PROGRESS MADE ON LAND ZONING CHANGES

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Merrillee Malwitz-Jipson Did Her Homework and Came Prepared

The Columbia County commissioners’ attitude has changed from:  “If you don’t like the Chicken Farm, just move away.”  to “What could we have done differently to have prevented this? “

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Aquatic Botonist Dr. Colette Jacono Speaks to the Board

The latter sentence was by Chairman Bucky Nash today at the workshop devoted to consideration of changing the zoning laws and land use practices, at the instigation of Our Santa Fe River.

As everyone in the area knows, the JTC Chicken Farm materialized out of nowhere, built upon a 77-acre tract of land that was fallow, with no history of intensive animal husbandry, and sneaked through, basically legally, following the loopholes of no permits needed since there was to be no wet storage of animal wastes nor wastewater application to the land surfaces.

This in spite of being built in a high recharge area of our aquifer and in a land use area of no industry and no confined animal feeding operations (CAFOs)

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County Attorney Joel Foreman Gives Presentation

Amid many protests and complaints, the county lawyers, the water management authorities and the Florida DEP scrutinized the proceedings only to come up with nothing substantial enough to halt construction.

During this time, the attitude of those in authority basically went from defensive hostility and denial, to tacit agreement that they were remiss, are now somewhat contrite and want to work to prevent a recurrence on an aquifer high recharge area.  Most of them, perhaps not all.

Accepting this fiasco as history, OSFR immediately took the leadership action to determine that a similar situation would not be repeated.  After several requests, Columbia County agreed to examine the LDRs in order to effect a change.  At the meeting today, March 29, 2016, Chairman Nash first entertained County Attorney Joel Foreman to give synopsis and rundown of the current regulations and their failures, and then the citizen input, written by Policy Director Merrillee Malwitz-Jipson.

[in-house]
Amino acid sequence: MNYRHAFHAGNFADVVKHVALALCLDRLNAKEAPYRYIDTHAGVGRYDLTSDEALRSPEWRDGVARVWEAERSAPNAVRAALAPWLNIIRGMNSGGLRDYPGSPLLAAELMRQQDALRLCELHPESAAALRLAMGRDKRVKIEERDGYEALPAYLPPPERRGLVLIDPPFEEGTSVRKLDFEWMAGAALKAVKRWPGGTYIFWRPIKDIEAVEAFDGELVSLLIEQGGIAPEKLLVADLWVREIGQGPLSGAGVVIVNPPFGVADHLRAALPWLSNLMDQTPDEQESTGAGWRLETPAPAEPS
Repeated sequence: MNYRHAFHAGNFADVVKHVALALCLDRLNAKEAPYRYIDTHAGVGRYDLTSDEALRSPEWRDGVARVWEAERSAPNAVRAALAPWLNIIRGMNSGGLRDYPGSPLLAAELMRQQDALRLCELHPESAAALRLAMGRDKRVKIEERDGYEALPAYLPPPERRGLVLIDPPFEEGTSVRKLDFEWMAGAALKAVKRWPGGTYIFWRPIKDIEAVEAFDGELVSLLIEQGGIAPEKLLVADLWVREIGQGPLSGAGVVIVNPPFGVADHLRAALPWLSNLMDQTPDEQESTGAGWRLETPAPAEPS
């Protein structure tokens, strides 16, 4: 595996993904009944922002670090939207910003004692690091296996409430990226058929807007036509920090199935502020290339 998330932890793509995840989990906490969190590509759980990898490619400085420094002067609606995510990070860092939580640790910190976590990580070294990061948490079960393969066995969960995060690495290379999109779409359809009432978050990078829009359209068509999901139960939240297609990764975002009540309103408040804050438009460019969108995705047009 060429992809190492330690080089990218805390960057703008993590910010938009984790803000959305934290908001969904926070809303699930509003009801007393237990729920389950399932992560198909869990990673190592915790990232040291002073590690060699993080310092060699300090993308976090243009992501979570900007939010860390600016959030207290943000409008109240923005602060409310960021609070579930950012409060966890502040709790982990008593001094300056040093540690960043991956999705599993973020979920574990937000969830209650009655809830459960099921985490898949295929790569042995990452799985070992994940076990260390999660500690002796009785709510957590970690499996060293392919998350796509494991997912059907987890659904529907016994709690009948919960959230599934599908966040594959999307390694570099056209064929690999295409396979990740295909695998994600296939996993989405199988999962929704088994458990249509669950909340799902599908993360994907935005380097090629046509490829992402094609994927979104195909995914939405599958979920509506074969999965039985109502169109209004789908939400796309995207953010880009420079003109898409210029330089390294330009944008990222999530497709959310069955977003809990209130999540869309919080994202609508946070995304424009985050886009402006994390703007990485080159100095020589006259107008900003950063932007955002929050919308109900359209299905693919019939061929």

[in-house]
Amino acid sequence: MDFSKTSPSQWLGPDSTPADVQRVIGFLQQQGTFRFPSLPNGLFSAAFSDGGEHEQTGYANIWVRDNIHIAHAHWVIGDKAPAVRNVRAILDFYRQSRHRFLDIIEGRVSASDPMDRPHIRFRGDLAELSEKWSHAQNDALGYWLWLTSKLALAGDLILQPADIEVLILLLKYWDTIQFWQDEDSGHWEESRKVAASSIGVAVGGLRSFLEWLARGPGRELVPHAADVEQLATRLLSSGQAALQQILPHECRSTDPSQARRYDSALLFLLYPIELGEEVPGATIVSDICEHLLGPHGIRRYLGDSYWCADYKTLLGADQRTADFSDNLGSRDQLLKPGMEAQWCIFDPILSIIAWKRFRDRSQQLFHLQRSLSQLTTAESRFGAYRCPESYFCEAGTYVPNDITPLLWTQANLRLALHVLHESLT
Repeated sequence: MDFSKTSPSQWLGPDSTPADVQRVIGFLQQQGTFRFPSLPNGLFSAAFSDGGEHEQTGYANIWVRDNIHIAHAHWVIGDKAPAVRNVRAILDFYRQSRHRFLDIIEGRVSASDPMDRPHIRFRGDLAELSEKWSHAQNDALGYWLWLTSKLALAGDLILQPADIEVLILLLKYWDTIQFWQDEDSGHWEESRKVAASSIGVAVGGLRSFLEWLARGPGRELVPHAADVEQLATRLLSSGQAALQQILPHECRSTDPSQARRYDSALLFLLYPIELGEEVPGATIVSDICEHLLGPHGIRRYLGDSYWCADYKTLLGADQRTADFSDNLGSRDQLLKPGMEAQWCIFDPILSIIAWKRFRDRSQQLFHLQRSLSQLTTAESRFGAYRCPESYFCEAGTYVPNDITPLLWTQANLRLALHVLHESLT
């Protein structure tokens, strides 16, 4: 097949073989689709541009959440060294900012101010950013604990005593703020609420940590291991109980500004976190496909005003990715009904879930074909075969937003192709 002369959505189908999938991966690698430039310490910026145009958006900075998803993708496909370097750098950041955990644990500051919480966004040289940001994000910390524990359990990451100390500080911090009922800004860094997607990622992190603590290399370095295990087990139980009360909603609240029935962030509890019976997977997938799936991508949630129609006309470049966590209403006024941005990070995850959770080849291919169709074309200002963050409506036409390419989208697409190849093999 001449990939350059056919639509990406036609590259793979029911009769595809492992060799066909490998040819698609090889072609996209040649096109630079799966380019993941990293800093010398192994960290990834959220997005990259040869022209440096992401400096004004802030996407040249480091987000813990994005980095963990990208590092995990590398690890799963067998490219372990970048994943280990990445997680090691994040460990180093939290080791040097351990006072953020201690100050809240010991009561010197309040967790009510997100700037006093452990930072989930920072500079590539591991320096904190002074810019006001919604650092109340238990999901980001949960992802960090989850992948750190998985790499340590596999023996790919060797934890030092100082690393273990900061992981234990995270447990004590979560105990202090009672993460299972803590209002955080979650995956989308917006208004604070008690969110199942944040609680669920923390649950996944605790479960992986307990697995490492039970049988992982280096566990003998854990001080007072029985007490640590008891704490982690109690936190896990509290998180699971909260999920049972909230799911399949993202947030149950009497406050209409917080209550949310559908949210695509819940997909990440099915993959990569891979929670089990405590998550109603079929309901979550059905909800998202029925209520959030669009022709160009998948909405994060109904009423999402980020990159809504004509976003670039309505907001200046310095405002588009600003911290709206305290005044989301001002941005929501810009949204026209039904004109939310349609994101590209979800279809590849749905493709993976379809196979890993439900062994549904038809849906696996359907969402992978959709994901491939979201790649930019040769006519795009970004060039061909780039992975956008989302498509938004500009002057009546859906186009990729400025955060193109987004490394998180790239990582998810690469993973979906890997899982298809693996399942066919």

After the attorney’s presentation, Merrillee went over in great detail the current book, the loopholes, weak language and regulations.  After her lengthy, thorough and careful presentation, Chairman Nash allowed any comments from those present. Helpful suggestions were made by Steve Gladin, Colette Jacono, Charlie Trowbridge, Stew Lilker and several others, including OSFR members Karen Mullins and Norman Beigner.

The consensus of the board was that indeed the language of the  regulations should be changed, but only for the area of aquifer high recharge, as often pointed out by Commissioner Williams, very protective of the agriculture producer.  His statement that the food produced by the farmer is the most important thing in life, was corrected by an audience member to “water is the most important thing.”